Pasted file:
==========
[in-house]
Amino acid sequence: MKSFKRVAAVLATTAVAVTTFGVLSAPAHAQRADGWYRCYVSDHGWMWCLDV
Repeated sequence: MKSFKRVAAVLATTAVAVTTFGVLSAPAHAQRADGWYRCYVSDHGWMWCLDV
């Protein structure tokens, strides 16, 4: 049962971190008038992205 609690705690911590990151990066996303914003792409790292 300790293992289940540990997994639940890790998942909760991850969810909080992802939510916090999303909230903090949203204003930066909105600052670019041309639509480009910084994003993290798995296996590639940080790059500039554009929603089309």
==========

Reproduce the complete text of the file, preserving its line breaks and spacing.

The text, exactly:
[in-house]
Amino acid sequence: MKSFKRVAAVLATTAVAVTTFGVLSAPAHAQRADGWYRCYVSDHGWMWCLDV
Repeated sequence: MKSFKRVAAVLATTAVAVTTFGVLSAPAHAQRADGWYRCYVSDHGWMWCLDV
């Protein structure tokens, strides 16, 4: 049962971190008038992205 609690705690911590990151990066996303914003792409790292 300790293992289940540990997994639940890790998942909760991850969810909080992802939510916090999303909230903090949203204003930066909105600052670019041309639509480009910084994003993290798995296996590639940080790059500039554009929603089309």